Cookie Notice

This site uses cookies. By continuing to browse this site, you are agreeing to our use of cookies. Review our cookies information for more details.

OK

Q:

4/23/2020
When can we safely resume spirometry and exhaled nitric oxide tests in the office during the pandemic?

A:

Unfortunately, there is not a clear answer to your question. As things begin to open up there will be pressure to resume spirometry and ENO, but these will all require the use of full PPE (face mask, N95 respirator, gown, and gloves). With COVID-19, PPE use will likely be the new normal. PPE is required for studies that provoke aerosolization, such as spirometry, ENO, PEFM, Rhinolaryngoscopy and nasal swabs. Currently, these studies have been put on hold primarily to conserve PPE for front line (ED) and direct inpatient care. As PPE becomes more available, spirometry and ENO could then be resumed in outpatient offices — provided full PPE is used, as per the CDC guidelines.

AAAAI along with ATS and CDC continually update recommendations. I have included statements from the AAAAI and ATS below. I have also included links for you to use to follow along with updates.

An Update on COVID-19 for the Practicing Allergist/immunologist, April 16, 2020. (1)

Nebulizer therapy, spirometry, sputum induction and rhinoscopy—all considered high-risk exposure. The CDC recommends the use of appropriate PPE for any aerosol generating procedures, which includes testing patients (nasal swabs), the use of nebulizers, peak flow meters, spirometry. Transmission may occur from asymptomatic individuals.

American Thoracic Society Advice Regarding COVID-19 For Pulmonary Function Laboratories. (2)

Concern has been raised that pulmonary function testing could represent a potential avenue for COVID-19 transmission due to the congregation of patients with lung disease and because of the potential for coughing and droplet formation surrounding pulmonary function testing procedures. We recognize that most patients are screened for symptoms and travel before entry into our health care systems, but it is more difficult to screen and assess pulmonary patients who are more likely to have respiratory symptoms unrelated to COVID-19. There remain many unknowns about the possibility of transmission in this setting and the data are in evolution; however, the risks of transmission may be significant, and likely vary based on the prevalence of the virus in the community and the age, severity of lung disease and presence of immunosuppression.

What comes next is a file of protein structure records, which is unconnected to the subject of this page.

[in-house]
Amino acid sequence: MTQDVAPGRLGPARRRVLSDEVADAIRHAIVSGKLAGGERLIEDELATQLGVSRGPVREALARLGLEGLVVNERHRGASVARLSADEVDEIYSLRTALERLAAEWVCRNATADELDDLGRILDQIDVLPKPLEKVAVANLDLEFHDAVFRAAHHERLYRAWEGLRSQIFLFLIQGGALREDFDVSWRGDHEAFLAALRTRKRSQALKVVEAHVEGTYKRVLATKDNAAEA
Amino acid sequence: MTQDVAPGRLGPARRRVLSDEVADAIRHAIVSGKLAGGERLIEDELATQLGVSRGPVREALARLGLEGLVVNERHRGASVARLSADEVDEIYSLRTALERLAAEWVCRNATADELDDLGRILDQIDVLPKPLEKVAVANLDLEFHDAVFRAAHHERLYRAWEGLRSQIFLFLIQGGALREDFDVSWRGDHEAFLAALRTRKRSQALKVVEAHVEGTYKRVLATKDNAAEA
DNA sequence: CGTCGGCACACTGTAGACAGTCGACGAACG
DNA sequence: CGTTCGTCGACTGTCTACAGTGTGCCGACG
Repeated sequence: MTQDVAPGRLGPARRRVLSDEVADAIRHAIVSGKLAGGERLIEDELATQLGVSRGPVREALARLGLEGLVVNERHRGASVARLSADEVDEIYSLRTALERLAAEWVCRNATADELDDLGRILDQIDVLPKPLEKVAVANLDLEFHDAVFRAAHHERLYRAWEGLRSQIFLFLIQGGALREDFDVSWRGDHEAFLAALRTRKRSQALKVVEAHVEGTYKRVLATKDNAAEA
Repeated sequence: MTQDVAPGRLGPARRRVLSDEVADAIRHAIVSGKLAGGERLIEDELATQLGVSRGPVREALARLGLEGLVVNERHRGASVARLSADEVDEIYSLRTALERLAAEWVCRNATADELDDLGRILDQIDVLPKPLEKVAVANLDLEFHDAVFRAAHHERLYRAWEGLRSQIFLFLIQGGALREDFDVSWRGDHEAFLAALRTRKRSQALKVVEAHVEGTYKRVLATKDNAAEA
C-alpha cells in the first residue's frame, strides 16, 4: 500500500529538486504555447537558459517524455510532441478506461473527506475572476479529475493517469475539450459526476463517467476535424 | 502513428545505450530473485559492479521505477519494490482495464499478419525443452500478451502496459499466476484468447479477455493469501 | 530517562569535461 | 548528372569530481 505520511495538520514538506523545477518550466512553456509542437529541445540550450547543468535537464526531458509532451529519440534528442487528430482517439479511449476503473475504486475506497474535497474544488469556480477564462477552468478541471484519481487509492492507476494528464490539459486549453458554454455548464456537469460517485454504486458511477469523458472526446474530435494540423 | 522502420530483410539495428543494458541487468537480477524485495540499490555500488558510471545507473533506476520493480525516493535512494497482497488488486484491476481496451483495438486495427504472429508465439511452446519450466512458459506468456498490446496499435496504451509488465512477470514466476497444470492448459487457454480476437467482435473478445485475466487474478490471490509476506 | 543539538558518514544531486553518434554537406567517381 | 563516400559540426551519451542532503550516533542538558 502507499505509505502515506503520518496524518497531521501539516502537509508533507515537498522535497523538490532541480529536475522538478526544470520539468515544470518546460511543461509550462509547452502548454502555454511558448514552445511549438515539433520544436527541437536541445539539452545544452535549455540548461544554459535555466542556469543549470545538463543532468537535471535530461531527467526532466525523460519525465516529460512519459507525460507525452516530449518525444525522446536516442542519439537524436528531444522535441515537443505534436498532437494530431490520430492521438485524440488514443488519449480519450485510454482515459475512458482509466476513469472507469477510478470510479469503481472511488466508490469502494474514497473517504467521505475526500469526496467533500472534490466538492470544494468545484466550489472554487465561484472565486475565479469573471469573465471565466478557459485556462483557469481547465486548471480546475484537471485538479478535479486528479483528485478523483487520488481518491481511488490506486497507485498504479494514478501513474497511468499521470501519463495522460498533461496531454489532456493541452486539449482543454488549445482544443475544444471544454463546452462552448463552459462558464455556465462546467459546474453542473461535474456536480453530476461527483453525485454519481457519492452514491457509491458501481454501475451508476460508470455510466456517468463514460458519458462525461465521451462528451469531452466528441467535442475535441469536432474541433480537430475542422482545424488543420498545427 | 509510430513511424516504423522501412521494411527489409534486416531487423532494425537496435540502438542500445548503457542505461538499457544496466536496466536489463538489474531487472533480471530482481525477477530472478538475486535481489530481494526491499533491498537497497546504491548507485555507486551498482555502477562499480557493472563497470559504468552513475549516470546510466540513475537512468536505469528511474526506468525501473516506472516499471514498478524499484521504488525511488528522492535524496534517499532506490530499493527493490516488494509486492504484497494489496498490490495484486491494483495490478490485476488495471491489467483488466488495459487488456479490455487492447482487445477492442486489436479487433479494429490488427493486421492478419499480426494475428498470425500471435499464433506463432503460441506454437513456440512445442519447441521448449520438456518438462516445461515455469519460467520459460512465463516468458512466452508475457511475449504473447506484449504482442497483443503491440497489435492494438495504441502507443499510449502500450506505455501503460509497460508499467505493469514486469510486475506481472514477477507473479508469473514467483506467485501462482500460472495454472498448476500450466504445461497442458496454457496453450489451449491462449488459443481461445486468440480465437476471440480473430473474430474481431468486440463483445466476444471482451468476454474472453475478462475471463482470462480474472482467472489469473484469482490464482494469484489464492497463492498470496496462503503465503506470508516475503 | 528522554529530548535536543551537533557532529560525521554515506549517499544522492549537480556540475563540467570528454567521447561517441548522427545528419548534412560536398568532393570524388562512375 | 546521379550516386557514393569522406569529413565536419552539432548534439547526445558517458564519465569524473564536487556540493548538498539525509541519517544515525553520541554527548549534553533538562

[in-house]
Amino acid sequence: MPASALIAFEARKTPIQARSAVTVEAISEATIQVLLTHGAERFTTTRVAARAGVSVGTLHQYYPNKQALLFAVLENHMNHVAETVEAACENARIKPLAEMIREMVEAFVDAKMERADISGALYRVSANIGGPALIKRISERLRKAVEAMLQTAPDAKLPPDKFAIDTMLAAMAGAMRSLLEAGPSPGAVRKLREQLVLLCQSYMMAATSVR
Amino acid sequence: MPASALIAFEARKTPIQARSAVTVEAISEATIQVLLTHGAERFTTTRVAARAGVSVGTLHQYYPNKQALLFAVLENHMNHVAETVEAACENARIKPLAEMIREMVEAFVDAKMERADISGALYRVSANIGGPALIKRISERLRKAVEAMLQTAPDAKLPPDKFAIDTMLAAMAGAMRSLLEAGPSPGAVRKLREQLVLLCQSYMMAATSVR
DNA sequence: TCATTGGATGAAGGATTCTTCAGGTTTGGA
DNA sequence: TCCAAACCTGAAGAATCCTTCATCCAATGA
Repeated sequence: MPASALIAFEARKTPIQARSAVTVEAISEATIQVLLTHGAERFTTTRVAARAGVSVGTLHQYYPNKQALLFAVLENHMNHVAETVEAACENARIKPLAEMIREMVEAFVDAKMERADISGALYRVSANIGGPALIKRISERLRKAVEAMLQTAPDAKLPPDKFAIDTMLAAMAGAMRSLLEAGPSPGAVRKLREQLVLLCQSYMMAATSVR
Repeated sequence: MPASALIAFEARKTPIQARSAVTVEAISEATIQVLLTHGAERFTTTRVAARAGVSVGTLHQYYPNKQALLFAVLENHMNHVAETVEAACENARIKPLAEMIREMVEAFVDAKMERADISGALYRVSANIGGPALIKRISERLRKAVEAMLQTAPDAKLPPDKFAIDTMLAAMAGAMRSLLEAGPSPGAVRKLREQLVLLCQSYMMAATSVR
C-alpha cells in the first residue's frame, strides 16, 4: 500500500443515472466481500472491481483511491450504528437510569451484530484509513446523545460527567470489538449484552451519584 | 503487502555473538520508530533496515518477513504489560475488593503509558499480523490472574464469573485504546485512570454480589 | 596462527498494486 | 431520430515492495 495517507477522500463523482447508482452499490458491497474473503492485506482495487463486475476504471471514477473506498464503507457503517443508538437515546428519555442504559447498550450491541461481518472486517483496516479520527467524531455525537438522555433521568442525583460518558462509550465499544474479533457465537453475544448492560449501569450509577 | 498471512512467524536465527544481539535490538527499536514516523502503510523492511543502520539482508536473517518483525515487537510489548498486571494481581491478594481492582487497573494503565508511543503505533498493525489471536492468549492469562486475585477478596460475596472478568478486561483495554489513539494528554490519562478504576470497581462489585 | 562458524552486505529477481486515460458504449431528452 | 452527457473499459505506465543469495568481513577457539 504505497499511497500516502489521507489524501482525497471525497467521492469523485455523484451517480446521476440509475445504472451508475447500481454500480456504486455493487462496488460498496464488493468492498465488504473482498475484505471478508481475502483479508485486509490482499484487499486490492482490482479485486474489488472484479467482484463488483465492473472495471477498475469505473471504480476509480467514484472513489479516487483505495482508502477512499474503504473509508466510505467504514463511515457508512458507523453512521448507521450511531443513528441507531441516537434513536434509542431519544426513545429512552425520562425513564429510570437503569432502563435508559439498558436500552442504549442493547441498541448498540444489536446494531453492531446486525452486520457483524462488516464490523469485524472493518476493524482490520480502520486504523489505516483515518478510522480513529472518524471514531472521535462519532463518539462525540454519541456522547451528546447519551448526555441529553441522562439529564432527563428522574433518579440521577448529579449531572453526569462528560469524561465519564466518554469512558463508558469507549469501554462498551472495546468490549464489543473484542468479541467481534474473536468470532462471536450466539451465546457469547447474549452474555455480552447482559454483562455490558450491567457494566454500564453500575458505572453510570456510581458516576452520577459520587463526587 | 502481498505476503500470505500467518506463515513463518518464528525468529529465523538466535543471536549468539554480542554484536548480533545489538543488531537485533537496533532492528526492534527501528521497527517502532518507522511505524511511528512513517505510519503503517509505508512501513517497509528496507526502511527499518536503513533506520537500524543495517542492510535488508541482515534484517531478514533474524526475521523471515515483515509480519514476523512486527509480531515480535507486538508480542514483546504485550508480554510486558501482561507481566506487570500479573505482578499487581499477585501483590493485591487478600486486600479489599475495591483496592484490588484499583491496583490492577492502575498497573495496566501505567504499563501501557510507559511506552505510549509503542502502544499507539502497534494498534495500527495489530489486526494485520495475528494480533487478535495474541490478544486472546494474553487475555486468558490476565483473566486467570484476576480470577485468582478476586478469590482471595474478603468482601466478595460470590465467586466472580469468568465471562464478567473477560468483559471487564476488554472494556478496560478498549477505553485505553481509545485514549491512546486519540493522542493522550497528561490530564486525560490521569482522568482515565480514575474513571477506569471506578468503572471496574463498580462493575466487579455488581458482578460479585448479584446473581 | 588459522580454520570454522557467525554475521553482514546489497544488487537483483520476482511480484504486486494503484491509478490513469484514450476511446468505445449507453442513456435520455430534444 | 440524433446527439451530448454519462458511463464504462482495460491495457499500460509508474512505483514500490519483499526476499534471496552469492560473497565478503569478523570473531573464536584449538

We recommend that pulmonary function testing be limited to tests that are only essential for immediate treatment decisions, that the type of pulmonary function testing be limited to the most essential tests when possible, and that measures to protect both the staff and individuals being tested should be put in place. Protective measures include personal protective equipment (PPE) that limits aerosolized droplet acquisition for staff and enhanced cleaning of the testing space such as wiping down surfaces with appropriate cleaners. Use of PPE should be considered in discussions with your infection control team.

Decisions regarding the conduct of pulmonary function tests need to balance the potential risks against the need for assessment of lung function to make treatment decisions. We realize that this is an evolving situation and that the risk/benefit ratio will also continue to change over time

1) An Update on COVID-19 for the Practicing Allergist/immunologist, April 16, 2020
https://education.aaaai.org/resources-for-a-i-clinicians/Update-for-AI_COVID-19

2) Advice Regarding COVID-19 For Pulmonary Function Laboratories https://www.thoracic.org/professionals/clinical-resources/disease-related-resources/pulmonary-function-laboratories.php

I hope you find this helpful.

Respectfully submitted
Jeffrey G Demain, MD, FAAAAI

Close-up of pine tree branches in Winter Close-up of pine tree branches in Winter